|Pangani Longclaw Macronyx aurantiigula is perhaps the best example |
of a species extending west, having colonised Serengeti recently.
So, what did we do? In brief, we took all the records of some 139 savannah bird species and lumped them into two different time periods - 1960-1989 (before most of the current climate changes had generated much change) and since 2000. We then built statistical models that accounted for changing patterns in observer effort, to identify places where each species had colonised or vanished (local extinction) between the two time periods. As well as telling us where these birds occur, this also allowed us to identify the climate that was preferred by each species during the initial time period. We then analysed these changes to look for consistent patterns in the places where colonisations or local extinctions had occurred, looking particularly at changes in climate suitability for each species, trends in land degradation, and protected area status in each place.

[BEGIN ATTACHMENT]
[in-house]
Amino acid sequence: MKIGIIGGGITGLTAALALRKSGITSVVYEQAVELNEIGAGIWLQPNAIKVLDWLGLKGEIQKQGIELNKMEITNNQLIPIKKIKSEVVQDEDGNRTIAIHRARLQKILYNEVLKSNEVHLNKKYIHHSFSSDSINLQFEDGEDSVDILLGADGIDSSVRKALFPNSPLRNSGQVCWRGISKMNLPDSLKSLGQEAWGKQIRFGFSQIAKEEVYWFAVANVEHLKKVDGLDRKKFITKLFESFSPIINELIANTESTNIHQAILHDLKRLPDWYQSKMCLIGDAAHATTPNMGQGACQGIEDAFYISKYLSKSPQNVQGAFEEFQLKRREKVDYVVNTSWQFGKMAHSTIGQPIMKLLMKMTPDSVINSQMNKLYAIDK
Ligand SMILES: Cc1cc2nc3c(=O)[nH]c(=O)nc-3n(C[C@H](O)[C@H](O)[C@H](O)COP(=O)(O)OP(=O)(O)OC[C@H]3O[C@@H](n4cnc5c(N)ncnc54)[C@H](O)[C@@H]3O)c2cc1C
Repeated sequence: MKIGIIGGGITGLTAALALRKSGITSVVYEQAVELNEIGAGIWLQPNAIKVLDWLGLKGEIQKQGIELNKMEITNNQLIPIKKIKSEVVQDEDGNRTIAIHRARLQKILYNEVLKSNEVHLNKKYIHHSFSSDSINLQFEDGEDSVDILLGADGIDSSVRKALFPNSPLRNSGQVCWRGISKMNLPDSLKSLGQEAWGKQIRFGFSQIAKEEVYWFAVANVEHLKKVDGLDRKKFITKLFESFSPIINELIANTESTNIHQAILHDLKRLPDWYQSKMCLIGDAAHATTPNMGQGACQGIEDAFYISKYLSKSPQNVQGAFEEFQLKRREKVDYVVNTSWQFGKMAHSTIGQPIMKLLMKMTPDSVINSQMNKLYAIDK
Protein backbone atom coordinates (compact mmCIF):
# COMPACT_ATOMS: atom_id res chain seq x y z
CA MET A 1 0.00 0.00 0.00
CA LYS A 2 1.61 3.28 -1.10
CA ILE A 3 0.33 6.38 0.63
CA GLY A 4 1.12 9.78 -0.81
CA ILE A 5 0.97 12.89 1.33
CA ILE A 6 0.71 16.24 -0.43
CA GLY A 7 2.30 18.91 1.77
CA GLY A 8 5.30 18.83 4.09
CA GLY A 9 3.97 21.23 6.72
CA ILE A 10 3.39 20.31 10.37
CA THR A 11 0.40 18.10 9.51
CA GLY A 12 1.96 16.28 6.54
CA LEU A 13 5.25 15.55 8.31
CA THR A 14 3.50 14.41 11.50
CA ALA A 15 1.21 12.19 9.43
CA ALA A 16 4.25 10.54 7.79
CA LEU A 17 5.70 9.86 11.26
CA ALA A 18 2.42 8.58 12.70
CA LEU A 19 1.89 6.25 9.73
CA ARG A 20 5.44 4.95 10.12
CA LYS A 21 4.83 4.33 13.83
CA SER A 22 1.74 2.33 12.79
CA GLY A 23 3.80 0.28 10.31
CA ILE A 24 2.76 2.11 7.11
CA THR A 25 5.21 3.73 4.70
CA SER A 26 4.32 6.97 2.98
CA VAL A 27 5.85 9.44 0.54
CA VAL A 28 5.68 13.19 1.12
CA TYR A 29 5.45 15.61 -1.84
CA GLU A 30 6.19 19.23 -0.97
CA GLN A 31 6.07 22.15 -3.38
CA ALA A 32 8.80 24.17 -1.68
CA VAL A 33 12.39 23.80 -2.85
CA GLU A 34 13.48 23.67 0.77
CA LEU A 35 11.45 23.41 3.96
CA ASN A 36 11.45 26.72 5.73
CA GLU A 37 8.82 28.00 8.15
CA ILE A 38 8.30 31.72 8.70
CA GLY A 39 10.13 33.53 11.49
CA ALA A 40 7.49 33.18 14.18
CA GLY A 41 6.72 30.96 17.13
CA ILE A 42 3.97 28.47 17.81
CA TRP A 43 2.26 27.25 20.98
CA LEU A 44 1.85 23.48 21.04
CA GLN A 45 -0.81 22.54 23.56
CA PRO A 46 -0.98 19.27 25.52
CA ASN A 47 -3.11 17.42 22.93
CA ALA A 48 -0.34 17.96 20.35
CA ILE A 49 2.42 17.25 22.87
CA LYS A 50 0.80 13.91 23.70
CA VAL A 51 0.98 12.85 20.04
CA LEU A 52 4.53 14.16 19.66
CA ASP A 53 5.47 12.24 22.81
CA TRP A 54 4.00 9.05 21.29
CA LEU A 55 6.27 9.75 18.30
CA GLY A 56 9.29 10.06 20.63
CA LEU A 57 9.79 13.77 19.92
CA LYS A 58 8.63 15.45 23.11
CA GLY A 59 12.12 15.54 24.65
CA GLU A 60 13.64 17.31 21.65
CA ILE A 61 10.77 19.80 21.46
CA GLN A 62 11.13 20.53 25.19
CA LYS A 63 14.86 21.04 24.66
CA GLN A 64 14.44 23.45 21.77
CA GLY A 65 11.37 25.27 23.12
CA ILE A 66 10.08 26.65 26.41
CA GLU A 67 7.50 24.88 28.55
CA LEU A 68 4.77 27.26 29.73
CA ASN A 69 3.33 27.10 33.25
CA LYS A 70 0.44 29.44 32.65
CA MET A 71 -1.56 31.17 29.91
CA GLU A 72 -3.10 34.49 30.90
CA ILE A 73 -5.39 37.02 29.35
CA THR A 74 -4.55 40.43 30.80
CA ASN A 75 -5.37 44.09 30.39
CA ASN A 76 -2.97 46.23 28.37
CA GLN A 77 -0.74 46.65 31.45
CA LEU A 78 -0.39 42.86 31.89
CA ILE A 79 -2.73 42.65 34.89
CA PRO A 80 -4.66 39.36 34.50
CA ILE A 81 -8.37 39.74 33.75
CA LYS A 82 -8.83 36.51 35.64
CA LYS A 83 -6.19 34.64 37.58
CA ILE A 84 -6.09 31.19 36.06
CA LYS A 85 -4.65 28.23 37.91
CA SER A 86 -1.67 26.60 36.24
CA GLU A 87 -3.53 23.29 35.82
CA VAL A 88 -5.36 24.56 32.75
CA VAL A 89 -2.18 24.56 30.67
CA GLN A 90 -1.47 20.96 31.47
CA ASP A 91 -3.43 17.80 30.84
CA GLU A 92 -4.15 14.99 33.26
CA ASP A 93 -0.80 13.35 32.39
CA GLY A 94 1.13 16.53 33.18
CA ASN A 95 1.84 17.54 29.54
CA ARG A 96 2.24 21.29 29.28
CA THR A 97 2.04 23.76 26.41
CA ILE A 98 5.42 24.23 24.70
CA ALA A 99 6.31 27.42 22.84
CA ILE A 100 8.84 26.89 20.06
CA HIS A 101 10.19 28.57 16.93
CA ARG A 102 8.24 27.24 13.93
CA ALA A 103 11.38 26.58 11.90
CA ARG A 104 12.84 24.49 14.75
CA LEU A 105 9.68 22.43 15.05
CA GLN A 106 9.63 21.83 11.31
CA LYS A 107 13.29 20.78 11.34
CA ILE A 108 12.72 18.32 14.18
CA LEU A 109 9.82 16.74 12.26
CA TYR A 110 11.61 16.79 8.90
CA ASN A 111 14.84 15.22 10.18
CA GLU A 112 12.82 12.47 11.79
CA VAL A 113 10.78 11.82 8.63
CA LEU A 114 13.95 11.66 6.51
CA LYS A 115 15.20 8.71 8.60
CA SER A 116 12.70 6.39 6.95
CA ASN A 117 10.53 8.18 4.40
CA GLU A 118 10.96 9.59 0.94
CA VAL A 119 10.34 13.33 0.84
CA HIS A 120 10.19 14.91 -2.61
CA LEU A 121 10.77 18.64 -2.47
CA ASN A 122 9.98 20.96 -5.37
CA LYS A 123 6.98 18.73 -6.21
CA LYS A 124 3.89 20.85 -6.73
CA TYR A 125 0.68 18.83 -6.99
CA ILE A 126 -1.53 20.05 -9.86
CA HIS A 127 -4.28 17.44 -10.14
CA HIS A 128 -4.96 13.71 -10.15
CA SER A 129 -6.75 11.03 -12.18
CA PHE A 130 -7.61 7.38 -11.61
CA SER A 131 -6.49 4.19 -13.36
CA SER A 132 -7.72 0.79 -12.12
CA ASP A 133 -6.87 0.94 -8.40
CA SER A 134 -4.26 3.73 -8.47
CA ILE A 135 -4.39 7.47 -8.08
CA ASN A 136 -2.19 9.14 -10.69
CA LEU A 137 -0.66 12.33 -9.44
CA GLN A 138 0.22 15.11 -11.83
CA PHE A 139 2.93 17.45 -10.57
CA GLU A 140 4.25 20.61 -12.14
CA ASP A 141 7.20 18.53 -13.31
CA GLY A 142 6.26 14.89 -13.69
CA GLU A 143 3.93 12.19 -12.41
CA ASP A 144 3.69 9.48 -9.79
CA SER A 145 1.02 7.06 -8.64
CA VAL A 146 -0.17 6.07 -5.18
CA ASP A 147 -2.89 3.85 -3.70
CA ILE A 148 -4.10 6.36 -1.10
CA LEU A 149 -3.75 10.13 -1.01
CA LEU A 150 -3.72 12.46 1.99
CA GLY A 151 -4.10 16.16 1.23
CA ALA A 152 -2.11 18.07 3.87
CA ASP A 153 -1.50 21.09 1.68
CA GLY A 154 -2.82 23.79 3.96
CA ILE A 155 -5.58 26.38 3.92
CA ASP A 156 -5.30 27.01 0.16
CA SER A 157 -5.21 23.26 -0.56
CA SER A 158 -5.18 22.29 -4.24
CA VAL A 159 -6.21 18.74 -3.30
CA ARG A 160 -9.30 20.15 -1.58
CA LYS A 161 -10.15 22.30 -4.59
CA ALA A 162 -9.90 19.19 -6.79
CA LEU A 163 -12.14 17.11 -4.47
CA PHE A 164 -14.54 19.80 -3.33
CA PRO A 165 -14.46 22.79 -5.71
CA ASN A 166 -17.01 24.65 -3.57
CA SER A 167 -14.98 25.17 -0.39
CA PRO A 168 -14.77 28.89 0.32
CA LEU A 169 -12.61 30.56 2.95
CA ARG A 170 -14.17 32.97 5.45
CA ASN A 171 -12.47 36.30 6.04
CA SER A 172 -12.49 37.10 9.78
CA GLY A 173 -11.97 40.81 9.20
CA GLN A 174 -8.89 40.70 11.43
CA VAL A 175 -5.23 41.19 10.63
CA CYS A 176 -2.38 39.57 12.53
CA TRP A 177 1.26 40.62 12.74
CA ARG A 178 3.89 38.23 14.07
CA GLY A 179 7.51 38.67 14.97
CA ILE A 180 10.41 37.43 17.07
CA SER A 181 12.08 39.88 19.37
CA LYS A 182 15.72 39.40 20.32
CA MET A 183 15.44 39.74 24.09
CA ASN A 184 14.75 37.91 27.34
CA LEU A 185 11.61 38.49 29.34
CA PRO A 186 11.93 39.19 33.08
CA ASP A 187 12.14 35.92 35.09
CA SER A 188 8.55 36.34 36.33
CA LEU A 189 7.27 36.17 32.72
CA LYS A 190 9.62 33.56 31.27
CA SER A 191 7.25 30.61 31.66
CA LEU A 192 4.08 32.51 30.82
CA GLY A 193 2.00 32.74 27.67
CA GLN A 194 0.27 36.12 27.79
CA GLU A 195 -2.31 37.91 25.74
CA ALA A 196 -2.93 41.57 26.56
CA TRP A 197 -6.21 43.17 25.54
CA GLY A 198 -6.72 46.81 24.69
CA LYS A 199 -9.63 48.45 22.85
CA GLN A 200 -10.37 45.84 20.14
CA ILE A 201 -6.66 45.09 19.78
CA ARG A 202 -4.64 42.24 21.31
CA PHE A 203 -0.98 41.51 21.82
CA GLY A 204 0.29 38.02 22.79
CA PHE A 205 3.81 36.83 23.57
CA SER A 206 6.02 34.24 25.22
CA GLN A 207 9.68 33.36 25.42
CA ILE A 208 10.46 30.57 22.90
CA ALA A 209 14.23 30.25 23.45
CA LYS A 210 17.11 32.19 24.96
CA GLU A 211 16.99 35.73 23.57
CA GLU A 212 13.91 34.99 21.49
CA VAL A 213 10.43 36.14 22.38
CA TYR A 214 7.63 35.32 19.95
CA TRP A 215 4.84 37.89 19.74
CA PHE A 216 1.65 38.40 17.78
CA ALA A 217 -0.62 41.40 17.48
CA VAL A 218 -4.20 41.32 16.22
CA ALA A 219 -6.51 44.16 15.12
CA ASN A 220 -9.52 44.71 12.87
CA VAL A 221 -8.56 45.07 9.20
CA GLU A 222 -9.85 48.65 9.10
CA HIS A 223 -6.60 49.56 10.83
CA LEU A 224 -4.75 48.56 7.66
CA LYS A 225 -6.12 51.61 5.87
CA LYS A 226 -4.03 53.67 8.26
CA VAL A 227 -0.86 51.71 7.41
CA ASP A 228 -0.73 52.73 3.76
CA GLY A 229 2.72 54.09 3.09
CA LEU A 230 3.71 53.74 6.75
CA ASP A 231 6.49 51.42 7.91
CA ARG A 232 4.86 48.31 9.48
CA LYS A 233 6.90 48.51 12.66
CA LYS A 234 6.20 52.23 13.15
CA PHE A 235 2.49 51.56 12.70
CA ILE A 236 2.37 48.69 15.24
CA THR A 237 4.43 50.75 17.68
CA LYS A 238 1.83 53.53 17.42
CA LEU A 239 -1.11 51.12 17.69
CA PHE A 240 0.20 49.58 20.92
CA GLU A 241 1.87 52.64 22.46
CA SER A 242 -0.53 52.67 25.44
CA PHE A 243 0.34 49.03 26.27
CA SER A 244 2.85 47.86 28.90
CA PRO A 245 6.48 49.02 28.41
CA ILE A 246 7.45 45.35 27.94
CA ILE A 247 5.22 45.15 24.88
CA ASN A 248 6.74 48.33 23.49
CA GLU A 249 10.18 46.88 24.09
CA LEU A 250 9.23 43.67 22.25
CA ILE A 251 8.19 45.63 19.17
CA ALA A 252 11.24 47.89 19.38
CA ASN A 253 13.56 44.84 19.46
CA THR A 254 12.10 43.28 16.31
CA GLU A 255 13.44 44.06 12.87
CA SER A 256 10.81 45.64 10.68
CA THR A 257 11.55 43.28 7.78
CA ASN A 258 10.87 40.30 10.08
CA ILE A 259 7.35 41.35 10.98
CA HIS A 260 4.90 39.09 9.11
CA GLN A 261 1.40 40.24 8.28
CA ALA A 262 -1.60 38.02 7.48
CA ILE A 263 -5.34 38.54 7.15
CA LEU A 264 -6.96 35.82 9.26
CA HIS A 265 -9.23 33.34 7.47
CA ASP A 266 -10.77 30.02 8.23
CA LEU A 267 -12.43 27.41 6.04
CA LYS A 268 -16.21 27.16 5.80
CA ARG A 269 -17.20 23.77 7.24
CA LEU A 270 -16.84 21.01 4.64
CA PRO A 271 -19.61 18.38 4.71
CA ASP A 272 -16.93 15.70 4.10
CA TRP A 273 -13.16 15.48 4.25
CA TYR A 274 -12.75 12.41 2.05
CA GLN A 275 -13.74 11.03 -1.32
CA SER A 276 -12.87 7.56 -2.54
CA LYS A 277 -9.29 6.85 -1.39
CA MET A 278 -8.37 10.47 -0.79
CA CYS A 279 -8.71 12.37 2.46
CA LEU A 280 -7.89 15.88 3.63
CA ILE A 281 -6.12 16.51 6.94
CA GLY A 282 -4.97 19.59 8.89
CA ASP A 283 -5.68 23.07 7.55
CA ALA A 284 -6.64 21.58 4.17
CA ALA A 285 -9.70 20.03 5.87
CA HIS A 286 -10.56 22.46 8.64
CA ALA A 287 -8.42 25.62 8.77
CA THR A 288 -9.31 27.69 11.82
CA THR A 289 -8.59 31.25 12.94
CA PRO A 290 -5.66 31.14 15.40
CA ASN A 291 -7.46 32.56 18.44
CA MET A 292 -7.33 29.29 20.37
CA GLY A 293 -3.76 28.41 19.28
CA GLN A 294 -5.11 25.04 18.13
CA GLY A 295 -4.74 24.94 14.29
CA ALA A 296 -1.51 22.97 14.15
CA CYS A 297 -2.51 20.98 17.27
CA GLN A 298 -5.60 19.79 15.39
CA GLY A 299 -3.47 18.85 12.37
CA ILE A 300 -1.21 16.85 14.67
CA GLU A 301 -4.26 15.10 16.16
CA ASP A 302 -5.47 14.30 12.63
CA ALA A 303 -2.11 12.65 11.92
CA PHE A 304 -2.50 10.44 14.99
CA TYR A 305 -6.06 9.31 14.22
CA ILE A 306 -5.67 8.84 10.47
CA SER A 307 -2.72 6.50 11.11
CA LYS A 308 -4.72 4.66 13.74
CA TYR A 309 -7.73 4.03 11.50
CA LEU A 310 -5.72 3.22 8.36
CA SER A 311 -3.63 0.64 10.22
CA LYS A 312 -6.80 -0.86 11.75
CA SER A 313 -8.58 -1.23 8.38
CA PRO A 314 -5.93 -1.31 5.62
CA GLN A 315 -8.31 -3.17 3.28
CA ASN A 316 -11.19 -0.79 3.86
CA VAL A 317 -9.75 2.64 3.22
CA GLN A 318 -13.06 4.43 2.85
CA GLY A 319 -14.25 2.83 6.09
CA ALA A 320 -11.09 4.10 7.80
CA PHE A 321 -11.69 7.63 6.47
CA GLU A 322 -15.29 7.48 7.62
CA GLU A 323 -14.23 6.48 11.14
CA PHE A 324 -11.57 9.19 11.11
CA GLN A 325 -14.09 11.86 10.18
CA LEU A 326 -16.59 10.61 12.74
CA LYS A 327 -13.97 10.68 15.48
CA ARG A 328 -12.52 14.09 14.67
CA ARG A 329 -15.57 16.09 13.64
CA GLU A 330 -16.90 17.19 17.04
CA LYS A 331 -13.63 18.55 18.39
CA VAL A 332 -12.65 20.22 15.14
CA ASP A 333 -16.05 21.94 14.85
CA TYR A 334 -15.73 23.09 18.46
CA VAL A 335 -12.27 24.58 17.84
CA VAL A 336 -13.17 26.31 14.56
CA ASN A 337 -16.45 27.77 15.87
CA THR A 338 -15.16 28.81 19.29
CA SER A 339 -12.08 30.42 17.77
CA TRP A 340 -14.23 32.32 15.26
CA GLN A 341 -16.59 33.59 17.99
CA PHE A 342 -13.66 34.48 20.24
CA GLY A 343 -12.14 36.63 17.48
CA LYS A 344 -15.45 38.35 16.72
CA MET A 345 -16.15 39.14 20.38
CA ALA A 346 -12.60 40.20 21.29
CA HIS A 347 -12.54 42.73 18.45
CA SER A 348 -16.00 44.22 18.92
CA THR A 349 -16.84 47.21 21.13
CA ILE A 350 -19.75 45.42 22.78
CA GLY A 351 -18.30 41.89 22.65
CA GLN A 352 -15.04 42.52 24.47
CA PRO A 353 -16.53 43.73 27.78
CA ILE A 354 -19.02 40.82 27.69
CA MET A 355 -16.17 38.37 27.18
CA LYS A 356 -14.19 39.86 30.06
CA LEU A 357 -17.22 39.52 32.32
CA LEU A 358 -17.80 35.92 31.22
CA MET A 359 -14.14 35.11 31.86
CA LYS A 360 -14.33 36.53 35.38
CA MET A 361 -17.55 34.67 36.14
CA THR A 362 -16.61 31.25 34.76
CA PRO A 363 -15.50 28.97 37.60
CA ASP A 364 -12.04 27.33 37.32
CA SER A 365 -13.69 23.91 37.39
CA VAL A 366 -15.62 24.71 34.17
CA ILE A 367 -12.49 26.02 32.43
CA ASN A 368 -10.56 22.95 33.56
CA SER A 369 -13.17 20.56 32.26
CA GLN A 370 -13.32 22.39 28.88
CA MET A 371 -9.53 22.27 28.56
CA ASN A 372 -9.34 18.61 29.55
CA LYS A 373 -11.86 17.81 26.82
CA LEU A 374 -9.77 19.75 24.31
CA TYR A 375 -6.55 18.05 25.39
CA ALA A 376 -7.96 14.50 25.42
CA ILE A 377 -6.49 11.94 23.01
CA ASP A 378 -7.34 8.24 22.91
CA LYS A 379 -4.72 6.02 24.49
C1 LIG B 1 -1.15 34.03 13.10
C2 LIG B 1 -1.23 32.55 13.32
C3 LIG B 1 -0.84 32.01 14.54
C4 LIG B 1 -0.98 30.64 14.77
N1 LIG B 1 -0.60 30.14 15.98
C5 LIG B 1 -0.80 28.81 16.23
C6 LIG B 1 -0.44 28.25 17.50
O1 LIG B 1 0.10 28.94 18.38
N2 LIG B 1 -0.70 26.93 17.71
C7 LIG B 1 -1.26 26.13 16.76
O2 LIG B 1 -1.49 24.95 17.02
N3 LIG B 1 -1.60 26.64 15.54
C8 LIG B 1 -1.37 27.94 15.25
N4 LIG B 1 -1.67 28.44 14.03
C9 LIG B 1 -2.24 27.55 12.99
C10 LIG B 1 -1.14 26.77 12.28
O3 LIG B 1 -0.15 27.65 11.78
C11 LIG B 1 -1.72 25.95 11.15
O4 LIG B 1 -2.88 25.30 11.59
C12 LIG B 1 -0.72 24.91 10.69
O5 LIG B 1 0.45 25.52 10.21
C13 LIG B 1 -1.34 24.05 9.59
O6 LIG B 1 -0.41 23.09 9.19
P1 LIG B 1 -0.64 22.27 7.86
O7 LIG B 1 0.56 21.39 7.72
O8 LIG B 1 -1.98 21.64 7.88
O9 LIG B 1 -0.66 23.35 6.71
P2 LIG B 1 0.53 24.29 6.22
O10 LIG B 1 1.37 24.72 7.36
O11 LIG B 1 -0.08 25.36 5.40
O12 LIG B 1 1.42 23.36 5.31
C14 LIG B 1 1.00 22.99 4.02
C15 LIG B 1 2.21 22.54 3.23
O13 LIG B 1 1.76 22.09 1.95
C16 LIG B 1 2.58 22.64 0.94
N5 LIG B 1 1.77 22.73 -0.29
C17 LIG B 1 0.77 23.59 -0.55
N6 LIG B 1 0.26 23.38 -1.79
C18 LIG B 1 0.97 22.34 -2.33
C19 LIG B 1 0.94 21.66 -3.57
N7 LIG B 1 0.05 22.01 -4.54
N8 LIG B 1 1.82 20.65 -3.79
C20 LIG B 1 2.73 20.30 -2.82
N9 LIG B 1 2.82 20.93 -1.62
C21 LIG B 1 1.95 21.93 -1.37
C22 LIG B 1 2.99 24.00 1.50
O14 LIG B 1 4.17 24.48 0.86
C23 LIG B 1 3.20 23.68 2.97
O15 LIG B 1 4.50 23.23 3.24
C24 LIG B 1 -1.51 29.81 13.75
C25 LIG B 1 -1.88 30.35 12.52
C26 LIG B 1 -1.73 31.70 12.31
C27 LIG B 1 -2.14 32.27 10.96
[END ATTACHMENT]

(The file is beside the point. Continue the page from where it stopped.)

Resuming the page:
|From Beale et al 2013 The overall pattern of changes in distribution among 139 Tanzanian savannah bird species. (a) Continuous presence, (b) colonisations, (c) local extinctions, (d) continuous absence. Square size indicates average transition probability across all 139 bird species, with colonisations and extinctions magnified 10 times relative to continuous presence and continuous absence.|
|Another classic dry bush species, the Scarlet-chested Sunbird|
is not yet shoing major movements.
Colin M. Beale,, Neil E. Baker,, Mark J. Brewer,, & Jack J. Lennon (2013). Protected area networks and savannah bird biodiversity in the face of climate change and land degradation Ecology Letters DOI: 10.1111/ele.12139